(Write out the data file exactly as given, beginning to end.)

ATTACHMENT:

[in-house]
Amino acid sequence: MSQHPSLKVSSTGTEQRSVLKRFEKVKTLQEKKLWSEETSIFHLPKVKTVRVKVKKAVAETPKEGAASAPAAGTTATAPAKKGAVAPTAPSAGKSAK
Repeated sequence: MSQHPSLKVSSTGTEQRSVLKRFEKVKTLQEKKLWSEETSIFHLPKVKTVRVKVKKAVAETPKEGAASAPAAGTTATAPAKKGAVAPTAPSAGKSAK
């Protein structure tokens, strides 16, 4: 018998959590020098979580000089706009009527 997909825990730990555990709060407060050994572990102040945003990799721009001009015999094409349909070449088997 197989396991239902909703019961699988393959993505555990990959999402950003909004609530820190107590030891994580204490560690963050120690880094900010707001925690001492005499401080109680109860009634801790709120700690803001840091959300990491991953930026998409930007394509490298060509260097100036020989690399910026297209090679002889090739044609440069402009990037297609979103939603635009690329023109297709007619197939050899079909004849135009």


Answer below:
[in-house]
Amino acid sequence: MSQHPSLKVSSTGTEQRSVLKRFEKVKTLQEKKLWSEETSIFHLPKVKTVRVKVKKAVAETPKEGAASAPAAGTTATAPAKKGAVAPTAPSAGKSAK
Repeated sequence: MSQHPSLKVSSTGTEQRSVLKRFEKVKTLQEKKLWSEETSIFHLPKVKTVRVKVKKAVAETPKEGAASAPAAGTTATAPAKKGAVAPTAPSAGKSAK
């Protein structure tokens, strides 16, 4: 018998959590020098979580000089706009009527 997909825990730990555990709060407060050994572990102040945003990799721009001009015999094409349909070449088997 197989396991239902909703019961699988393959993505555990990959999402950003909004609530820190107590030891994580204490560690963050120690880094900010707001925690001492005499401080109680109860009634801790709120700690803001840091959300990491991953930026998409930007394509490298060509260097100036020989690399910026297209090679002889090739044609440069402009990037297609979103939603635009690329023109297709007619197939050899079909004849135009």